Keanu Williams: Can Birmingham's children ever be safe?
- 3 October 2013
- From the section Birmingham & Black Country
The serious case review into the death of Keanu Williams is the 23rd to be published in Birmingham since the Local Safeguarding Board's inception in 2006. But given the second city's size, demographic and financial pressures, does the council have an impossible task protecting children?
Not impossible, but "very difficult" according to professor Wyn Grant, a local government expert at the University of Warwick.
"The council faces a very challenging situation at a time when resources have become more and more constrained," he said.
"I think people don't appreciate how difficult it is.
"Councils are always under pressure from two sides. On one hand they are accused of not intervening enough and, on the other, they are accused by families of intervening too much. It's a difficult balance to strike."
'No magic wand'
With a population of 1.1m to deal with, Birmingham City Council is the largest local authority in Europe. More than a third of the city's residents are of minority ethnic origin, according to Visit Birmingham.
The council has made more than 5,000 people redundant in recent years in a bid to balance its books and owes more than £1bn to workers through equal pay claims.
In 2010, Birmingham was ranked 13th in a government list of the most deprived parts of the country, behind authorities including Hackney and Tower Hamlets, both in London.
Regular criticisms featured in previous serious case reviews concern a lack of communication between different agencies and missed opportunities.
But Mr Grant said Birmingham had a harder task than many other authorities because of its diverse population and the resulting problems regarding language barriers and the importance of staying sensitive to tensions in communities.
He added: "It's characteristic of bureaucracy that people tend to operate in their own silos.
"Whether it's police, social services, schools, they do not work well across boundaries. Even if liaison officers are appointed, it's very difficult because groups have different priorities."
He also said there was "no magic wand" and people had to be realistic about what could be achieved.
But Labour MP for Perry Barr Khalid Mahmood has a less sympathetic view.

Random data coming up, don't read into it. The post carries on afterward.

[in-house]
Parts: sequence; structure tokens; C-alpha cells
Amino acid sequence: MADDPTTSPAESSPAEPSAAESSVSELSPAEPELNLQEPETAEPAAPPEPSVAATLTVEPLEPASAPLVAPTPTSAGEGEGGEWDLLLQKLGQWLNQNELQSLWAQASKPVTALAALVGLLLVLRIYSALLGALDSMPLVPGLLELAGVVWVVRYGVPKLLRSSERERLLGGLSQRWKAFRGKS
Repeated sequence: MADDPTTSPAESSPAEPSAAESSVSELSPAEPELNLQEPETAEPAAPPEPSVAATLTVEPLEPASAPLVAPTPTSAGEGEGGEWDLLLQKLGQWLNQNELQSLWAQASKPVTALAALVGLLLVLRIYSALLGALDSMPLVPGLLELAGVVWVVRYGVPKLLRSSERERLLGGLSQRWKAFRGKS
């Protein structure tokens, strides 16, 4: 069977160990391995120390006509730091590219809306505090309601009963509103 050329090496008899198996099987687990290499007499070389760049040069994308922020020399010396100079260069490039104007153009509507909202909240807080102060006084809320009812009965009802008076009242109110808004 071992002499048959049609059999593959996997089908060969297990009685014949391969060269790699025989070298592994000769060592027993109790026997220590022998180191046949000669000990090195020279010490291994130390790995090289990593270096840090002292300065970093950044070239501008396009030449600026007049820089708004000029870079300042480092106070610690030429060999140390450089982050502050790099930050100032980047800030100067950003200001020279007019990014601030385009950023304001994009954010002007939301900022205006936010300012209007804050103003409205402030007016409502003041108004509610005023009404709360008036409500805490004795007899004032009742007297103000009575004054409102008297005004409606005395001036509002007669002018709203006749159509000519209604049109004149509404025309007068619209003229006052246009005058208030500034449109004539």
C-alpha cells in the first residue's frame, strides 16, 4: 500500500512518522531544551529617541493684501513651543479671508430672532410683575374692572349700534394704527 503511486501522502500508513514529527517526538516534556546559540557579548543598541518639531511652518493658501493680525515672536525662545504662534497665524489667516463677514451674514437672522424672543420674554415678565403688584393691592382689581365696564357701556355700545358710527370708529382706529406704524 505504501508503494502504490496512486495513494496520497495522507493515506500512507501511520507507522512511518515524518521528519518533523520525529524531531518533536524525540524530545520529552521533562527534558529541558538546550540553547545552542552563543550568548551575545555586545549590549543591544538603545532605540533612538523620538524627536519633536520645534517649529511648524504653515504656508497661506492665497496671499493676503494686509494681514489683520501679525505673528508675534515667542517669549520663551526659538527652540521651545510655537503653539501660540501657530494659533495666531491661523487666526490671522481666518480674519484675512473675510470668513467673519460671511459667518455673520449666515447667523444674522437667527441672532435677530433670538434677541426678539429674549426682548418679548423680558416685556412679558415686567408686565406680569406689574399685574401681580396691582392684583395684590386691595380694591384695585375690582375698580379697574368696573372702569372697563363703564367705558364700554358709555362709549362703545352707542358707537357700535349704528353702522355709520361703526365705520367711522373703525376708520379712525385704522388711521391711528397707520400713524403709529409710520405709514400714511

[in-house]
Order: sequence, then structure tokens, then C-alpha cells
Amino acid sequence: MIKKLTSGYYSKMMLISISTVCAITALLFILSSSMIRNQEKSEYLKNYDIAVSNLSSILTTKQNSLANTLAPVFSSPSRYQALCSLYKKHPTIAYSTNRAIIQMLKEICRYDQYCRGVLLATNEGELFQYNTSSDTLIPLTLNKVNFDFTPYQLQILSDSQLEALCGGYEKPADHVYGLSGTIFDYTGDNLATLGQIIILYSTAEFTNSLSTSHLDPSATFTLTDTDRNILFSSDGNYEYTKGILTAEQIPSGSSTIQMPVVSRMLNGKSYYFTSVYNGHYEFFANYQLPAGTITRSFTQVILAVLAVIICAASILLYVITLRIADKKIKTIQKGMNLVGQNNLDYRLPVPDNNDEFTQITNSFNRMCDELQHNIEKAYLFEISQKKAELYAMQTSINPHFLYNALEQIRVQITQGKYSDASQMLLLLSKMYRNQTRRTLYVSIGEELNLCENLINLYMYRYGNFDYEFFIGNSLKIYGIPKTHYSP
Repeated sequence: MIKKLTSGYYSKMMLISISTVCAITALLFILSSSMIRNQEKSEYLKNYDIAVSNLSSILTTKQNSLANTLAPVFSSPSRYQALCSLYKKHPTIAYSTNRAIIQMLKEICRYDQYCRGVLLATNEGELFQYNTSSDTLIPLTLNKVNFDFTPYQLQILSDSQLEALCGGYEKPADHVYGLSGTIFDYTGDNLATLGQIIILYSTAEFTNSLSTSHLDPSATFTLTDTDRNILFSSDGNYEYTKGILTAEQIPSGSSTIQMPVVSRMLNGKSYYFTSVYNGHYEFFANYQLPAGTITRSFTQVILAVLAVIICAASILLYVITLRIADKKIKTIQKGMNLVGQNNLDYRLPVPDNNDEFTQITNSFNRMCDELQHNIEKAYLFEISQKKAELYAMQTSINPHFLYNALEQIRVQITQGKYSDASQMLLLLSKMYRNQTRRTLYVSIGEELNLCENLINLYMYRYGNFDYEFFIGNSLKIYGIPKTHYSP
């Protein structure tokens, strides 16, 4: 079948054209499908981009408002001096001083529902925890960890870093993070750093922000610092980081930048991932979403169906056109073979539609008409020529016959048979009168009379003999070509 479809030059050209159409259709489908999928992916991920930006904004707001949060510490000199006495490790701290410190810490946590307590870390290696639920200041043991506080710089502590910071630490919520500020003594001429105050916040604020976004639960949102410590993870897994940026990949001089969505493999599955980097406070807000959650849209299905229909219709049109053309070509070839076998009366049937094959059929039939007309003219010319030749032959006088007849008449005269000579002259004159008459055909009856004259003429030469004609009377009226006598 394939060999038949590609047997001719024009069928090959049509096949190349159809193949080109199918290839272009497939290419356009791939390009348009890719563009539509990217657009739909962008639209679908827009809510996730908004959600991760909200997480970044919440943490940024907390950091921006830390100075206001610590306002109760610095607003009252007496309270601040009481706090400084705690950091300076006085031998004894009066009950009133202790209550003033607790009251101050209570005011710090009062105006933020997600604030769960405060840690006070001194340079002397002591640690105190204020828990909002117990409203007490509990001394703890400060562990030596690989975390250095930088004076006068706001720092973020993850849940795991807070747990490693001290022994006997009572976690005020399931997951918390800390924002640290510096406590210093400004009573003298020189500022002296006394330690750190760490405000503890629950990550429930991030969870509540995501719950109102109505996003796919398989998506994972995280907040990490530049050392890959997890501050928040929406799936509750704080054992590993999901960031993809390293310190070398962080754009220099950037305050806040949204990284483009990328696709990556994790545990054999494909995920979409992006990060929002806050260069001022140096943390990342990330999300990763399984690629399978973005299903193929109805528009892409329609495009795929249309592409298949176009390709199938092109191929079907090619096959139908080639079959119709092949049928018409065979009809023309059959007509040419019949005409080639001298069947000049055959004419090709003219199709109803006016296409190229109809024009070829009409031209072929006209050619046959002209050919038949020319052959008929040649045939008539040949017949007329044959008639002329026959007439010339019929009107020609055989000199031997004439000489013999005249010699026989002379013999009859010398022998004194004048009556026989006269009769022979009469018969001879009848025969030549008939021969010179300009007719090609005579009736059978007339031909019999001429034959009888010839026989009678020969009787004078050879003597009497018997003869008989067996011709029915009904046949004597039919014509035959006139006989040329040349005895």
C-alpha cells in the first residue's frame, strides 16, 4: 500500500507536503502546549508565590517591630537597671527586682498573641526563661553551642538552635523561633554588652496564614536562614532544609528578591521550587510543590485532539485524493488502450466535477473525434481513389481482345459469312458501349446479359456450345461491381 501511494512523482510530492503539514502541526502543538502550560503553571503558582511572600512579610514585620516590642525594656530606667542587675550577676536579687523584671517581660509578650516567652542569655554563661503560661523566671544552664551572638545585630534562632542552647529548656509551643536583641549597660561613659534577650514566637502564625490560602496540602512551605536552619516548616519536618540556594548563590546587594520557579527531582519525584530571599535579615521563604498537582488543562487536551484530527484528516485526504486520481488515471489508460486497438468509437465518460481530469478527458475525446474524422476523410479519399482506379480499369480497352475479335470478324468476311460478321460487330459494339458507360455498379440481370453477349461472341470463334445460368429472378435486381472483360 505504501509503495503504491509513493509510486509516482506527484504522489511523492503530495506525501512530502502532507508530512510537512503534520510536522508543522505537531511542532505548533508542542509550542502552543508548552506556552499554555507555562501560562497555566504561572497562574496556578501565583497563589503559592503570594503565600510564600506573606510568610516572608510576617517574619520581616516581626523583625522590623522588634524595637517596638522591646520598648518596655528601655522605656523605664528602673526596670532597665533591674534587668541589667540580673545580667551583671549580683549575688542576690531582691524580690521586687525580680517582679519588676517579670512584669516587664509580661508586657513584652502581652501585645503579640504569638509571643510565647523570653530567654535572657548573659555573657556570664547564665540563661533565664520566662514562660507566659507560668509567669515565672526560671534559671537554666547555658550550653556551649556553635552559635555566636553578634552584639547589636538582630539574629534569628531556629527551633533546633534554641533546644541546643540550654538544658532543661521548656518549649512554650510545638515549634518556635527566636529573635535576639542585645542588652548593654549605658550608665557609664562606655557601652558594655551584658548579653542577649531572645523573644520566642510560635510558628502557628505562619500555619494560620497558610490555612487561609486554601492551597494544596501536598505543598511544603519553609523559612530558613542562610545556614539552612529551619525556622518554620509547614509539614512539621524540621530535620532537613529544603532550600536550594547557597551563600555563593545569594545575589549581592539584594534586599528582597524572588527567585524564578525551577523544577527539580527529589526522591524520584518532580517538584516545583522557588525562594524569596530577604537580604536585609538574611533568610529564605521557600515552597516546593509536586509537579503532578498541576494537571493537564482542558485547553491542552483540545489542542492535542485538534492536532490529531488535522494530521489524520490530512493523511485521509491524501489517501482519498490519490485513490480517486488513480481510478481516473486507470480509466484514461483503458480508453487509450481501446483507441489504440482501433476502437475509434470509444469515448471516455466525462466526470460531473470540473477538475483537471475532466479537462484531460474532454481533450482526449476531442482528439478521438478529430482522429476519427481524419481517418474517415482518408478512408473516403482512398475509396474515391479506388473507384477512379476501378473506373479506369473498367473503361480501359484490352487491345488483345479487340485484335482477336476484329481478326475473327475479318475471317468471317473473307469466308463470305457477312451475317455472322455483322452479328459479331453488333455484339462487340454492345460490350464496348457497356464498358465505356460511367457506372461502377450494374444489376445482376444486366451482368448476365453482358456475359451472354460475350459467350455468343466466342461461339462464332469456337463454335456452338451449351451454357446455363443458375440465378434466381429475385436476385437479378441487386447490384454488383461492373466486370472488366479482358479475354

He pointed to "systemic failures" in the management structure of the council's children's department, which has had four different strategic directors - Tony Howell, Eleanor Brazil, Peter Duxbury and Peter Hay - since 2005 and been in special measures since 2011.
He also said it was not true the council did not have adequate resources to improve children's services, pointing out it had received more than £40m funding from government to turn around the service after the case of Khyra Ishaq.
Khyra, seven, died in 2008 after being starved at her home in the Handsworth area of the city.
"It's true that it's a big authority but that does not mean it can absolve itself of responsibility," said Mr Mahmood.
"The issue is the council has continually failed to listen to the recommendations. It has failed to tackle issues like sickness. I have had workers come to me complaining about workload issues and feeling they have no choice but to go off sick.
"There is no integration, no communication, no responsibility."
Mr Mahmood and Mr Grant agreed breaking up Birmingham City Council into a number of smaller authorities, like in London, would not resolve the issue.
"It's a huge size but you still need to have central policy," said Mr Mahmood.
"I don't think it would work."
Bob Badham, who resigned as children's services boss at neighbouring Sandwell Council after Ofsted rated the department inadequate, said nothing could be done to guarantee children's safety.
"It's the duty of every local authority to make sure we make children's lives as safe as possible but I don't think you will ever get a 100% success rate," he said.
"The people who commit these crimes are good at covering their tracks.
"There are always going to be cases that slip through the net."
He added: "Social workers can be hesitant to report things because they are worried about the consequences. React too quickly and they can find themselves in the papers for taking a child away too quickly. It's a very hard call.
"It's a difficult area to manage and come up with plans to make things safer for children but you have to try."
Birmingham City Council declined to comment ahead of the publication of Thursday's serious case review.